EAST TEXAS (KLTV) - Deer mating season is upon us, and game wardens are warning drivers to stay alert.
"He was yelling at me saying, 'oh my god, oh my god,' and then I hear this huge noise, and he swerves off the road and he goes, 'we hit it, we hit it.'"
Leabeth's husband hit not one, but two deer.
"It was really sad because I was like, oh no, we probably killed Bambi's mom," Leabeth says.
In fall, this is a common occurrence in rural east Texas.
"The bucks that are smart all year, they just kind of lose it. When they find a hot doe, you see stuff that you never see," Smith County Game Warden Chris Swift says.
Swift says during mating season, or rut, deer tend to lose their mind and completely lose track of their surroundings.
"You see bucks in the middle of the day, you seem them running across the roads, you see them in neighborhoods, they just don't care," Swift says.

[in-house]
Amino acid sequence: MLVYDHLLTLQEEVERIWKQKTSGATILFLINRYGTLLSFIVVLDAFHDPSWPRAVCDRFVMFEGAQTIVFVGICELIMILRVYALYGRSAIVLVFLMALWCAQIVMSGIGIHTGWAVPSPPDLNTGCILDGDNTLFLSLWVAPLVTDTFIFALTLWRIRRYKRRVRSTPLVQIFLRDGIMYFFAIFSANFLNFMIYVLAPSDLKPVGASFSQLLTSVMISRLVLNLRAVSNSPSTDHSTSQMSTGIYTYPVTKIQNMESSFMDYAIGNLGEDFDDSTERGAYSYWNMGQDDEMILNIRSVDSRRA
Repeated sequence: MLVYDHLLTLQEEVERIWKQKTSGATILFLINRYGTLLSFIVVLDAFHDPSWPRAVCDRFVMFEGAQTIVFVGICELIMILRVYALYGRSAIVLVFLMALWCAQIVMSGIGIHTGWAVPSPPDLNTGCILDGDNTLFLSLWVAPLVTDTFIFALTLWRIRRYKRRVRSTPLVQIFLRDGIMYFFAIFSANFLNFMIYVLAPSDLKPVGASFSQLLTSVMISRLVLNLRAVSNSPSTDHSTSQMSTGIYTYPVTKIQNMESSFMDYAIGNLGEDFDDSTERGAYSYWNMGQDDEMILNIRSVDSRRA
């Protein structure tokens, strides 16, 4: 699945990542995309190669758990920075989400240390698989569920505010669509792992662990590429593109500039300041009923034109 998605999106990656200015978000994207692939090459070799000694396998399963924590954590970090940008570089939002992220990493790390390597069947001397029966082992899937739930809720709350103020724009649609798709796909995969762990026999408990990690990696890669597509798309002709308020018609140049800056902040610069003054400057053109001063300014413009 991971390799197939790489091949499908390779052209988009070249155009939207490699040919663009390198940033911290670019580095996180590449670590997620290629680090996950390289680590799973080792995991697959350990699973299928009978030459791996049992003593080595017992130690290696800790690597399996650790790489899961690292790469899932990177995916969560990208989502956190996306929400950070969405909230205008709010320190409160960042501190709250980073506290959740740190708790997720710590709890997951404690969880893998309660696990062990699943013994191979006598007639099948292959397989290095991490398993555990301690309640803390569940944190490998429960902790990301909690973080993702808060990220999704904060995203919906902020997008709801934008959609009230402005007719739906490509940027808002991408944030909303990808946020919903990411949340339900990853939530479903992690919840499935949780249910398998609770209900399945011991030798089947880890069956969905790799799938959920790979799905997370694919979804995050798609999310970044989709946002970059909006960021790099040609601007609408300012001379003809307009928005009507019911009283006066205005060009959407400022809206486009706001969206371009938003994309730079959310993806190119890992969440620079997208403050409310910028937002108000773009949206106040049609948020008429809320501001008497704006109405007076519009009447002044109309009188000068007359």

It is a fatal attraction for these pack animals.
Deer are pack animals and rarely travel alone. If a deer crosses you, chances are there are more nearby, especially in heavily wooded areas, Swift said, sharing a tip game wardens are urging drivers to remember when traveling on any road, especially during the months of October and November.
"A lot more people get injured or killed during car accidents when a deer runs out is trying to swerve at that high rate of speed. Just let off the brake is what I would encourage. It's not worth swerving and getting into a head-on to avoid hitting an animal," Swift says.
One Kilgore woman was left completely stunned last year when a buck came onto the roadway and actually charged toward the car.
This unusual behavior, game wardens say, is similar to the actions of a buck in heat.
"You'll say 'hey, look at that deer on the side of the road, there is no way he would come into the roadway,' and inevitably they will," Swift says.
Swift says if you do hit and kill a deer, make sure to call your local authorities. Law enforcement will then call the game warden and they will handle the deer's remains.